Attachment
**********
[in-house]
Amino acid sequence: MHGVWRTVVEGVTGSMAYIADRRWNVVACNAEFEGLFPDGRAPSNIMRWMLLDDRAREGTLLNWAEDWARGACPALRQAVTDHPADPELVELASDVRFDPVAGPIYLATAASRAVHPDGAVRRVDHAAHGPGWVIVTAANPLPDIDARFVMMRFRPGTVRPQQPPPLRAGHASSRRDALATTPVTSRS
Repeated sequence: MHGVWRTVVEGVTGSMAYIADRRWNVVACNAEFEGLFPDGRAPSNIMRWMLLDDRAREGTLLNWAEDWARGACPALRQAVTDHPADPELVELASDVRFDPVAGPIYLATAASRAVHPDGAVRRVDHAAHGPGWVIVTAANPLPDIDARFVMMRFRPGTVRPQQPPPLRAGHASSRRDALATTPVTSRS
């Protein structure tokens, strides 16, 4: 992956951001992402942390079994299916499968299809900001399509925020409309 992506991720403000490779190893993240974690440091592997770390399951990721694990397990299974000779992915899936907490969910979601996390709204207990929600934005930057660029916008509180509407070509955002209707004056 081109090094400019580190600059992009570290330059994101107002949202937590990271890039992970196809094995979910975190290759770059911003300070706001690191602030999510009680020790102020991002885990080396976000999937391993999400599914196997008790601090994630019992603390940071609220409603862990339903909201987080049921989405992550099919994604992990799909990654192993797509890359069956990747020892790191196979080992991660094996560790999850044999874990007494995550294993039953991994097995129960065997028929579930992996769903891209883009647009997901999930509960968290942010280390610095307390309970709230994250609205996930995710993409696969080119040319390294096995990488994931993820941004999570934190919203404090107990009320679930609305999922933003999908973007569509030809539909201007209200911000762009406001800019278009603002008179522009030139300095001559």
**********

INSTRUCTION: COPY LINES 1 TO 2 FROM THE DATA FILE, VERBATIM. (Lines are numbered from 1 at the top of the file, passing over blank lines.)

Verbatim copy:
[in-house]
Amino acid sequence: MHGVWRTVVEGVTGSMAYIADRRWNVVACNAEFEGLFPDGRAPSNIMRWMLLDDRAREGTLLNWAEDWARGACPALRQAVTDHPADPELVELASDVRFDPVAGPIYLATAASRAVHPDGAVRRVDHAAHGPGWVIVTAANPLPDIDARFVMMRFRPGTVRPQQPPPLRAGHASSRRDALATTPVTSRS